Living in Rome one sees many ‘keystones’ – the central and crucial stone in arches and other weight supporting constructions. All the weight bears upon them and they are held in place by the load they bare, but in turn they hold and keep the surrounding stones in place (and thus each stone strengths the arch). Different from ‘cornerstones’ but not unrelated to ‘cornerstones’ in their function.
And indeed, in today’s text, Jesus refers to himself as “the Cornerstone” (or foundation stone). Here this means not a stone in an arch, but the first stone set in the construction of a foundation, and according to our friends at Wikipedia, the cornerstone is vitally important since all other stones will be set in reference to this stone, thus determining the position of the entire structure.
So today’s texts first orientate us to the central image of Jesus as the cornerstone for our lives and faith. We are not meant to take this image as a static one, we are not a mere institution, rather we are his living body in this world and we are established in and upon him. He is our foundation and the one who shows us the ‘way’ to live.
The other image we might note today is contained in the parable of the vineyard and its workers.
In story form, Jesus outlines God’s care for us and the trust that God places in us. It is all gift. Viewing our lives through the lens of this parable enables us to see that God is the landowner, that it is God who does the planting, who protects the boundaries, who provides good water for the crop and who watches over the vineyard (from the tower built for this purpose).
But the ‘cornerstone’ the ‘key’ to this whole project of God’s goodness and unbounded generosity is us! We are entrusted with the ‘vineyard’; we are placed in the coveted position as the trusted stewards of God. Our ‘space’, our vineyard, is no less than this beautiful world. To this commission we might add that we are also stewards in the sense of being a neighbour to those around us in life and of course we are entrusted with the care of our planet and of our own well-being.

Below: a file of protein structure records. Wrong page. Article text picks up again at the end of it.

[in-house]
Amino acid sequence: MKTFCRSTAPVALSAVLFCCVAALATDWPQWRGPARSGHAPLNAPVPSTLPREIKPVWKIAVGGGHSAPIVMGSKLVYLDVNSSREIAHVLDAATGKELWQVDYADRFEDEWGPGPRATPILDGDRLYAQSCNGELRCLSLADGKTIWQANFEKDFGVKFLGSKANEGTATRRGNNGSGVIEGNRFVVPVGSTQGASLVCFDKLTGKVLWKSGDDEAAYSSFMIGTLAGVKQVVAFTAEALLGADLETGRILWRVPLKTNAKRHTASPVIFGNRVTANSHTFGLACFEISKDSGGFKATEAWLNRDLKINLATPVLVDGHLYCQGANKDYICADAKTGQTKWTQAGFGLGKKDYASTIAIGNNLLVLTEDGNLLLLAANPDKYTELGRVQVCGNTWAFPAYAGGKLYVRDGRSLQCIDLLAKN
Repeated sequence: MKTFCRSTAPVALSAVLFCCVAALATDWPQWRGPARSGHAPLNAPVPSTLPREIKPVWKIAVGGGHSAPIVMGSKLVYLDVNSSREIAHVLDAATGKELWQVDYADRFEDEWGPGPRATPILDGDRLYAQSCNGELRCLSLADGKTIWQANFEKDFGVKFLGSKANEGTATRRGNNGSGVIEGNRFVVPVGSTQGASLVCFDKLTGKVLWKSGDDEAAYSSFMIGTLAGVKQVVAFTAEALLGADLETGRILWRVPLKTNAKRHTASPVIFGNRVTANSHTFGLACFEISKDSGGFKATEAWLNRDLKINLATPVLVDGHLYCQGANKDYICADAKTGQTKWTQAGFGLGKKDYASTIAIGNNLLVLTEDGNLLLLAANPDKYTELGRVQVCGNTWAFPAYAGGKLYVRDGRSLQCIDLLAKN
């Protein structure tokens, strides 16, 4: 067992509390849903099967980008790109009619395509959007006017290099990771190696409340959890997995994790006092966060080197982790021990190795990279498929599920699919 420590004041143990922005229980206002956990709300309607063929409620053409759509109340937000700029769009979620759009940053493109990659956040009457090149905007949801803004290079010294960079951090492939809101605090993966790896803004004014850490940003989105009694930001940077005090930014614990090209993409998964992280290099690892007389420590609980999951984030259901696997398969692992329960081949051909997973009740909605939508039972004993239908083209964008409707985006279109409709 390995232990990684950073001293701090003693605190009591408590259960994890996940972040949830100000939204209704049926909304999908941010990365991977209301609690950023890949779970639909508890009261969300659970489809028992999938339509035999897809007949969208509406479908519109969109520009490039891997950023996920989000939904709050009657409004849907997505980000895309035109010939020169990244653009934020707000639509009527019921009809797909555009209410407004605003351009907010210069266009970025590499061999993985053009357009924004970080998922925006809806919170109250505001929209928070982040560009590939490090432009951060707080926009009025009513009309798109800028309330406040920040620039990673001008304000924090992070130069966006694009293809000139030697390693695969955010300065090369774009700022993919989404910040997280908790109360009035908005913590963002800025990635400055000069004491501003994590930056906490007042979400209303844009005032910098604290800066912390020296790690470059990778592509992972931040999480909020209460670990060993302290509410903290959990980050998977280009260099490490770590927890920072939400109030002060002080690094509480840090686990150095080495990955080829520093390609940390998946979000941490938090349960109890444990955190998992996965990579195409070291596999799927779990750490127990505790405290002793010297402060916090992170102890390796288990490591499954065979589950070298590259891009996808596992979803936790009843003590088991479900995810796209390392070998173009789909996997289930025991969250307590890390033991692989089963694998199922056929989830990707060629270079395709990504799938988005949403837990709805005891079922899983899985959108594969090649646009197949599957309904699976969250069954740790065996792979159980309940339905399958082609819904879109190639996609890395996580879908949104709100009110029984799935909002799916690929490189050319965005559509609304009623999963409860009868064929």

A commentator on life in Palestine in the days of such vineyards noted that the time of harvest was a particularly fine time for families – the weather was pleasant for people, they tended to have less domestic duties and even lived outside their houses staying in the vineyard itself. In both their day of labour and in their times of recreation they could live a more relaxed life. They enjoyed the cooler climate, the communing with nature and the freedom to relax and rest after harvest work was over for the day.
Perhaps we see in this image of ancient life a glimpse of God’s wish for us. To live closer to our earth, to be more relaxed and celebratory in each other’s presence and to see the fruits of one’s labour – these are ‘Eden-like’ images and provide a glimpse of the beauty of life under God’s reign.
How different these images are to those attitudes of the stewards in the parable! As the story unfolds we see that these stewards are seduced by self-interest. In their selfishness they poison relationships and are violent and murderous in their quest to possess the vineyard! Ultimately their greed brings no gain or joy – only a dramatic failure; as the parable ends we see their lives come to an end – destroyed by their own selfishness.
Our life with God stands under God’s grace, but we are always invited to make our contribution – to enter in the relationship with God and serve the world. We are given the vineyard, we are only asked to see that it produces good fruit.
Fr. Denis Travers, C.P., is a member of Holy Spirit Province, Australia. He currently serves on the General Council and is stationed in Rome.